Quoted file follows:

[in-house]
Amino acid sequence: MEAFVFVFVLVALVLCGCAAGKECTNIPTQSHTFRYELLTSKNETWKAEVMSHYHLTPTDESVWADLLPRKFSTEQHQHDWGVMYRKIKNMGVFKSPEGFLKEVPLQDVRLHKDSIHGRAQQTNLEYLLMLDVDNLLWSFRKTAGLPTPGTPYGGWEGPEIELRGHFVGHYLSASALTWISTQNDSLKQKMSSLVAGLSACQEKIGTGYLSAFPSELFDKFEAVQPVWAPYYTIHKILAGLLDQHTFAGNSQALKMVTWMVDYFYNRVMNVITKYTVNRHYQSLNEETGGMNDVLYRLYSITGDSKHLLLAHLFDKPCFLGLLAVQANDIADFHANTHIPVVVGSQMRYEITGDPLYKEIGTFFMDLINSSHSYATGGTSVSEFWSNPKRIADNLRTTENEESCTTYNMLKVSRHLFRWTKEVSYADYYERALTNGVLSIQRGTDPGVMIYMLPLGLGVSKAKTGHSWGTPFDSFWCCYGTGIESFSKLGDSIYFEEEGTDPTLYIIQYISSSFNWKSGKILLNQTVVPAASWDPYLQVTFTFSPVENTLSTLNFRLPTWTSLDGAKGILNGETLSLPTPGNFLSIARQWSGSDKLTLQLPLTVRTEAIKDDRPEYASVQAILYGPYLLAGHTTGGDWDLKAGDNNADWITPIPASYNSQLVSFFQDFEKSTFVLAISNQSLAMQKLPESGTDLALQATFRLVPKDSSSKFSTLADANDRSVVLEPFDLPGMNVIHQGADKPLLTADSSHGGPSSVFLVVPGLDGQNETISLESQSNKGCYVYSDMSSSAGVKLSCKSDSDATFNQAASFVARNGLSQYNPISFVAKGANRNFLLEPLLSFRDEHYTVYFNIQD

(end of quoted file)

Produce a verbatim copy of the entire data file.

[in-house]
Amino acid sequence: MEAFVFVFVLVALVLCGCAAGKECTNIPTQSHTFRYELLTSKNETWKAEVMSHYHLTPTDESVWADLLPRKFSTEQHQHDWGVMYRKIKNMGVFKSPEGFLKEVPLQDVRLHKDSIHGRAQQTNLEYLLMLDVDNLLWSFRKTAGLPTPGTPYGGWEGPEIELRGHFVGHYLSASALTWISTQNDSLKQKMSSLVAGLSACQEKIGTGYLSAFPSELFDKFEAVQPVWAPYYTIHKILAGLLDQHTFAGNSQALKMVTWMVDYFYNRVMNVITKYTVNRHYQSLNEETGGMNDVLYRLYSITGDSKHLLLAHLFDKPCFLGLLAVQANDIADFHANTHIPVVVGSQMRYEITGDPLYKEIGTFFMDLINSSHSYATGGTSVSEFWSNPKRIADNLRTTENEESCTTYNMLKVSRHLFRWTKEVSYADYYERALTNGVLSIQRGTDPGVMIYMLPLGLGVSKAKTGHSWGTPFDSFWCCYGTGIESFSKLGDSIYFEEEGTDPTLYIIQYISSSFNWKSGKILLNQTVVPAASWDPYLQVTFTFSPVENTLSTLNFRLPTWTSLDGAKGILNGETLSLPTPGNFLSIARQWSGSDKLTLQLPLTVRTEAIKDDRPEYASVQAILYGPYLLAGHTTGGDWDLKAGDNNADWITPIPASYNSQLVSFFQDFEKSTFVLAISNQSLAMQKLPESGTDLALQATFRLVPKDSSSKFSTLADANDRSVVLEPFDLPGMNVIHQGADKPLLTADSSHGGPSSVFLVVPGLDGQNETISLESQSNKGCYVYSDMSSSAGVKLSCKSDSDATFNQAASFVARNGLSQYNPISFVAKGANRNFLLEPLLSFRDEHYTVYFNIQD